What is Truth?

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Nearly 2000 years ago that question was asked of a man by a Roman governor in Jerusalem. That man was Jesus. He was on trial for His life. The governor was Pontius Pilate. The Bible takes up the story in John 18:37-38 “‘You are a king, then!’ said Pilate. Jesus answered, ‘You say that I am a king. In fact, the reason I was born and came into the world is to testify to the truth. Everyone on the side of truth listens to me.’ ‘What is truth?’ retorted Pilate....” (NIV)

“What is truth” was an important question then and it still is. It’s very interesting to look at the meanings of the word ‘truth’ in the Bible. The verses above are from the New Testament which was originally written in Greek. The word ‘truth’ in Greek means just that. But in the Old Testament, which was written in Hebrew, the word ‘truth’ means much more. To a Jew to say 

‘truth’ refers to truth, certainty, a sure foundation and directly refers to God who is regarded as the source of absolute truth.

Have you heard the terms ‘relative truth’ and ‘absolute truth’? Greek philosophy, which would have been the source of Pilate’s education, understood ‘truth’ interestingly enough in much the same way as most of our society does. It isn’t absolute but can be adjusted to the circumstances. So, one person’s ‘truth’ may not be the same as another’s. Moral relativism describes and is arguably connected with the same thing but refers to morals. In this situation it isn’t possible for there to be any ‘absolute truth’. Truth is therefore very flexible in our society leading inevitably to flexible ethics.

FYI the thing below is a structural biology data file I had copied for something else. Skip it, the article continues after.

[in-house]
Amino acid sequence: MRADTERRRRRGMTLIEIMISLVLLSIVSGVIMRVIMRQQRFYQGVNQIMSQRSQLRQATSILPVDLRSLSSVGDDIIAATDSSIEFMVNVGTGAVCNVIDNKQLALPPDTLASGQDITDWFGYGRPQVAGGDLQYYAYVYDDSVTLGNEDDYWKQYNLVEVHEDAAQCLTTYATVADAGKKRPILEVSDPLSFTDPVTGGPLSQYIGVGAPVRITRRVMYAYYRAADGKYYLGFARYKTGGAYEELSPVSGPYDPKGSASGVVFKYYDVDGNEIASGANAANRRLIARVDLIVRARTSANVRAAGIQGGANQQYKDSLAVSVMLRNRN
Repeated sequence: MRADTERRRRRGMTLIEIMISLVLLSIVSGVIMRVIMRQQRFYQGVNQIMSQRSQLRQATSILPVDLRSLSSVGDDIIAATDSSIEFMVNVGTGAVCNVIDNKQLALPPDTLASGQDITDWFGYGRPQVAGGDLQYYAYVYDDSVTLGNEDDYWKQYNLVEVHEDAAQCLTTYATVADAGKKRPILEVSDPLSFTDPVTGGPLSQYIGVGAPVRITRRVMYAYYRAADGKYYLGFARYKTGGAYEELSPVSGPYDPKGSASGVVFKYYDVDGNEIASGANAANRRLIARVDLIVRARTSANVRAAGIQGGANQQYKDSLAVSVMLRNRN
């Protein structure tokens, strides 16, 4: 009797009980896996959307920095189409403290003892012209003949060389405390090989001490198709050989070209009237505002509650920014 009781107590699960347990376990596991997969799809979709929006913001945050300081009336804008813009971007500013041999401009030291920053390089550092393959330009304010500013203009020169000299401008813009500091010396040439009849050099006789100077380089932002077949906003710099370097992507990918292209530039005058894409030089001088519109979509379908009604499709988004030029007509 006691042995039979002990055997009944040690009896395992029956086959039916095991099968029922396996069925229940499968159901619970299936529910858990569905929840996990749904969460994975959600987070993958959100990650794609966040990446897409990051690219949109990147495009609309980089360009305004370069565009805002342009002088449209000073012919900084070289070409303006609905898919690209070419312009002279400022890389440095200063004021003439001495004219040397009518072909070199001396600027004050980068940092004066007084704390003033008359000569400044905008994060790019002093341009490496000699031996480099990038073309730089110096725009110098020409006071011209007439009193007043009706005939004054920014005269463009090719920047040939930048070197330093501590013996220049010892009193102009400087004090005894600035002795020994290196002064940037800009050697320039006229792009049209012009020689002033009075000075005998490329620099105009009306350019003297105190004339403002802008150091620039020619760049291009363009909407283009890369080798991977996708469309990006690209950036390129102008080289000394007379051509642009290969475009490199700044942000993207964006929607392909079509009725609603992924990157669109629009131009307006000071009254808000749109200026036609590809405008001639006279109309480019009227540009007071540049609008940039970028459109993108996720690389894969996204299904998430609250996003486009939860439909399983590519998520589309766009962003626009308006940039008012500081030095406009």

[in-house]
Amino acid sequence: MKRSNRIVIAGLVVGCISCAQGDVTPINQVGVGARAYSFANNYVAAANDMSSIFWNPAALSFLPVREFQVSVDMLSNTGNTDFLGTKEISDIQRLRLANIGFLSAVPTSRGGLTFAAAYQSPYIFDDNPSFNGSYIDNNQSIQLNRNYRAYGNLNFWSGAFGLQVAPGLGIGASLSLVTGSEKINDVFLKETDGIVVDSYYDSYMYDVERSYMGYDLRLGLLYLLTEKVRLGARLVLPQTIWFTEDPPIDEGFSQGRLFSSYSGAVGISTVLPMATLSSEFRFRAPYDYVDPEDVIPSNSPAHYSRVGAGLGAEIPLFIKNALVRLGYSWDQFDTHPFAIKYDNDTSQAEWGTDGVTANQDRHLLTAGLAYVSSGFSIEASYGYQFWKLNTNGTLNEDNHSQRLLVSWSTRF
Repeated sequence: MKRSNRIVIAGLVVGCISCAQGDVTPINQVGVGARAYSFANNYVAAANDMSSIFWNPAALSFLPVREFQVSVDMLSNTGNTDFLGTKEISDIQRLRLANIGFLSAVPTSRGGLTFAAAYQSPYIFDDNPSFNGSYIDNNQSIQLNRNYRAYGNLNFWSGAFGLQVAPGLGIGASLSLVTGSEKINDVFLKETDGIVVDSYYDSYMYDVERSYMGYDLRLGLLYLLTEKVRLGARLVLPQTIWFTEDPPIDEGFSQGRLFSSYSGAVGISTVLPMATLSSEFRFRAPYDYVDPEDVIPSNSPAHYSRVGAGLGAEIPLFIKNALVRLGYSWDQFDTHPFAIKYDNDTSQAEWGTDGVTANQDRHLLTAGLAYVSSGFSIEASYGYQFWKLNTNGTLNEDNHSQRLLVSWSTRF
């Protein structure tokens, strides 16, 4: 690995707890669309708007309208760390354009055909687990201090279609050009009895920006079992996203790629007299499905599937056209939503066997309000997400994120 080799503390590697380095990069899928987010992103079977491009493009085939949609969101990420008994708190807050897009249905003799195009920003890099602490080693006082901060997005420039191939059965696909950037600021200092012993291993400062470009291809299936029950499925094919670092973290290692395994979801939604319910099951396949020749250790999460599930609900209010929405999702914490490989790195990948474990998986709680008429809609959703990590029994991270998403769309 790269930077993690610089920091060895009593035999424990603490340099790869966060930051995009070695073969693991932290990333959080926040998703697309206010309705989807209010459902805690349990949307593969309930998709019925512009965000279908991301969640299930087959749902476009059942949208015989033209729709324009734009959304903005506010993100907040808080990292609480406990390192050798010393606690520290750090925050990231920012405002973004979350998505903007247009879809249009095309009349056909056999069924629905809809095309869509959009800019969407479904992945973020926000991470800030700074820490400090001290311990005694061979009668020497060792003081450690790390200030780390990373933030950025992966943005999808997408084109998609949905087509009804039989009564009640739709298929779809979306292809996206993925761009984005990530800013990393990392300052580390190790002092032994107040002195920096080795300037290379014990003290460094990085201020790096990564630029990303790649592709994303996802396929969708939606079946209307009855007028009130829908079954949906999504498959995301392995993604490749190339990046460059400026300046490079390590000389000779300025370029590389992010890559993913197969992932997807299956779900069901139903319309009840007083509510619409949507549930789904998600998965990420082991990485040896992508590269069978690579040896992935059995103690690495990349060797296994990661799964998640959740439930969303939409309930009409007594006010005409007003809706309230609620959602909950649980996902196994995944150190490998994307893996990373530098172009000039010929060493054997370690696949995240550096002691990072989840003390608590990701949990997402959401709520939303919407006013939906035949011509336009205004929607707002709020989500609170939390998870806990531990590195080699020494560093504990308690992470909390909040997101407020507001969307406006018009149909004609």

Back to Pilate. No wonder he retorted the way he did. He simply didn’t understand the concept of absolute truth let alone how Jesus could ‘testify to the truth’. But Jesus was a Jew and though the conversation is recorded in Greek His understanding of ‘truth’ was from the Hebrew. He was connected intimately with absolute truth because He was God’s son.

We’d all be better off if we lived by God’s values rather than our own variable and flexible sets of ethics. Relative truth or absolute truth? I prefer the absolute. It means I can believe in God’s Truth and all that it offers us if we want to apply it in our lives. I want to be ‘on the side of truth’. God has given me that choice just as He has all humankind. The information we need is in His book, the Bible. 

David G